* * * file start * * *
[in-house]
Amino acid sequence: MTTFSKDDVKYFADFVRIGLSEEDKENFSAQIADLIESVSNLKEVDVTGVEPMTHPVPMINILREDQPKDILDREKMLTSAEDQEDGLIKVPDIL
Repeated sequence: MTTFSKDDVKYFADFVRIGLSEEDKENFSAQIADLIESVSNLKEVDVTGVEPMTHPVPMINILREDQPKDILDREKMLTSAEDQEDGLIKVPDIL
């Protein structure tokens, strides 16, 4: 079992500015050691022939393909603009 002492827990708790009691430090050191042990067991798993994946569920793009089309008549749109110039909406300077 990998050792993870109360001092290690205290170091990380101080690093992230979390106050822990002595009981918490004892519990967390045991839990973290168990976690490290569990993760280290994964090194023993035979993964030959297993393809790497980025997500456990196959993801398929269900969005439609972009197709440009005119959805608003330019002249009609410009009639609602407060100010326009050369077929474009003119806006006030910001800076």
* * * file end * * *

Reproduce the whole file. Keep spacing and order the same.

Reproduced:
[in-house]
Amino acid sequence: MTTFSKDDVKYFADFVRIGLSEEDKENFSAQIADLIESVSNLKEVDVTGVEPMTHPVPMINILREDQPKDILDREKMLTSAEDQEDGLIKVPDIL
Repeated sequence: MTTFSKDDVKYFADFVRIGLSEEDKENFSAQIADLIESVSNLKEVDVTGVEPMTHPVPMINILREDQPKDILDREKMLTSAEDQEDGLIKVPDIL
């Protein structure tokens, strides 16, 4: 079992500015050691022939393909603009 002492827990708790009691430090050191042990067991798993994946569920793009089309008549749109110039909406300077 990998050792993870109360001092290690205290170091990380101080690093992230979390106050822990002595009981918490004892519990967390045991839990973290168990976690490290569990993760280290994964090194023993035979993964030959297993393809790497980025997500456990196959993801398929269900969005439609972009197709440009005119959805608003330019002249009609410009009639609602407060100010326009050369077929474009003119806006006030910001800076």